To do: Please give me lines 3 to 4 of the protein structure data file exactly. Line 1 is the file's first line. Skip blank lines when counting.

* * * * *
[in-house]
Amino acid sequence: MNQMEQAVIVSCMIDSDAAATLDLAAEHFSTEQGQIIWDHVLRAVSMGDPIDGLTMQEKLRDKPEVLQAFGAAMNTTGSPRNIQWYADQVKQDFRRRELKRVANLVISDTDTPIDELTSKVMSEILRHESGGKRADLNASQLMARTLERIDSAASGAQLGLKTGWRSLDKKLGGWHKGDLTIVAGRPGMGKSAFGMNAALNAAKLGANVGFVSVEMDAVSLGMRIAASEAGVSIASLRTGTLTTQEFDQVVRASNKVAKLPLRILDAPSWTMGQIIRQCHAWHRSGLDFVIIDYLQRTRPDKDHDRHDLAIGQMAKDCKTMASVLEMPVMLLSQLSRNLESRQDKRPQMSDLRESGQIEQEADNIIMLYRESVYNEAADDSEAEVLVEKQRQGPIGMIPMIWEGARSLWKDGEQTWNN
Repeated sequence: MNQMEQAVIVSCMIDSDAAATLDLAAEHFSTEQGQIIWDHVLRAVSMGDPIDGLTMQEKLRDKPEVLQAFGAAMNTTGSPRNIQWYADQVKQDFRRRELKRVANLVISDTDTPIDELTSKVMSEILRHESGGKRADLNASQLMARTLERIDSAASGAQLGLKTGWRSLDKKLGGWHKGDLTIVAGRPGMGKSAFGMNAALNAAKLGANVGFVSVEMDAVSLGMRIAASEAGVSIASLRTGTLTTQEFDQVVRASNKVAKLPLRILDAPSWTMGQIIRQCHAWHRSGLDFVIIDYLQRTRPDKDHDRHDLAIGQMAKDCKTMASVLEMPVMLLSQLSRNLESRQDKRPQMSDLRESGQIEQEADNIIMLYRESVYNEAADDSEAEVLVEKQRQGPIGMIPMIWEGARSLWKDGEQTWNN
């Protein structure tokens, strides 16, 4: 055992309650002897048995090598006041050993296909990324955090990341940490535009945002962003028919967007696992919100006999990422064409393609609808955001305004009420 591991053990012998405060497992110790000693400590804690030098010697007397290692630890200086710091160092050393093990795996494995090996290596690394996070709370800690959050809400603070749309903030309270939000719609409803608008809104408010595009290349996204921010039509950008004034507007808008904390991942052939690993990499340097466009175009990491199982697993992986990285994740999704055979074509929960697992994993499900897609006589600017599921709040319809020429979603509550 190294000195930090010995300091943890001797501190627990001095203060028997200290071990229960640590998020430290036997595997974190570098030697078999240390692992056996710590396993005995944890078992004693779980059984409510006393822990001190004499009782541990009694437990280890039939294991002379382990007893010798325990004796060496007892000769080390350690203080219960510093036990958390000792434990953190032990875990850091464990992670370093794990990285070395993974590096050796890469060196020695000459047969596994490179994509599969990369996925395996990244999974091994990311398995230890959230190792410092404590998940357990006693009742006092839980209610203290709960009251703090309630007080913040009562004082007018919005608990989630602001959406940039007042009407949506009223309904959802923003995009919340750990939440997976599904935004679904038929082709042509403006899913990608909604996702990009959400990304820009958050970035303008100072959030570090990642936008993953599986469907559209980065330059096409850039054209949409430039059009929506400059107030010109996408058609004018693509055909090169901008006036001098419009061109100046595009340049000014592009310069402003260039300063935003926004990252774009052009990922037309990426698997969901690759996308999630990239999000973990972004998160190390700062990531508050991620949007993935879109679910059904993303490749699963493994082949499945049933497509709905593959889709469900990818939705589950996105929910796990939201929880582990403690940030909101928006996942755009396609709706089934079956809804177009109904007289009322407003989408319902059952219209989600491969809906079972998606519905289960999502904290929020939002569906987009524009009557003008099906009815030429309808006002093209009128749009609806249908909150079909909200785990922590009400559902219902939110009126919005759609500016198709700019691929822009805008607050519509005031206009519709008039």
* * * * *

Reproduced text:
Repeated sequence: MNQMEQAVIVSCMIDSDAAATLDLAAEHFSTEQGQIIWDHVLRAVSMGDPIDGLTMQEKLRDKPEVLQAFGAAMNTTGSPRNIQWYADQVKQDFRRRELKRVANLVISDTDTPIDELTSKVMSEILRHESGGKRADLNASQLMARTLERIDSAASGAQLGLKTGWRSLDKKLGGWHKGDLTIVAGRPGMGKSAFGMNAALNAAKLGANVGFVSVEMDAVSLGMRIAASEAGVSIASLRTGTLTTQEFDQVVRASNKVAKLPLRILDAPSWTMGQIIRQCHAWHRSGLDFVIIDYLQRTRPDKDHDRHDLAIGQMAKDCKTMASVLEMPVMLLSQLSRNLESRQDKRPQMSDLRESGQIEQEADNIIMLYRESVYNEAADDSEAEVLVEKQRQGPIGMIPMIWEGARSLWKDGEQTWNN
């Protein structure tokens, strides 16, 4: 055992309650002897048995090598006041050993296909990324955090990341940490535009945002962003028919967007696992919100006999990422064409393609609808955001305004009420 591991053990012998405060497992110790000693400590804690030098010697007397290692630890200086710091160092050393093990795996494995090996290596690394996070709370800690959050809400603070749309903030309270939000719609409803608008809104408010595009290349996204921010039509950008004034507007808008904390991942052939690993990499340097466009175009990491199982697993992986990285994740999704055979074509929960697992994993499900897609006589600017599921709040319809020429979603509550 190294000195930090010995300091943890001797501190627990001095203060028997200290071990229960640590998020430290036997595997974190570098030697078999240390692992056996710590396993005995944890078992004693779980059984409510006393822990001190004499009782541990009694437990280890039939294991002379382990007893010798325990004796060496007892000769080390350690203080219960510093036990958390000792434990953190032990875990850091464990992670370093794990990285070395993974590096050796890469060196020695000459047969596994490179994509599969990369996925395996990244999974091994990311398995230890959230190792410092404590998940357990006693009742006092839980209610203290709960009251703090309630007080913040009562004082007018919005608990989630602001959406940039007042009407949506009223309904959802923003995009919340750990939440997976599904935004679904038929082709042509403006899913990608909604996702990009959400990304820009958050970035303008100072959030570090990642936008993953599986469907559209980065330059096409850039054209949409430039059009929506400059107030010109996408058609004018693509055909090169901008006036001098419009061109100046595009340049000014592009310069402003260039300063935003926004990252774009052009990922037309990426698997969901690759996308999630990239999000973990972004998160190390700062990531508050991620949007993935879109679910059904993303490749699963493994082949499945049933497509709905593959889709469900990818939705589950996105929910796990939201929880582990403690940030909101928006996942755009396609709706089934079956809804177009109904007289009322407003989408319902059952219209989600491969809906079972998606519905289960999502904290929020939002569906987009524009009557003008099906009815030429309808006002093209009128749009609806249908909150079909909200785990922590009400559902219902939110009126919005759609500016198709700019691929822009805008607050519509005031206009519709008039």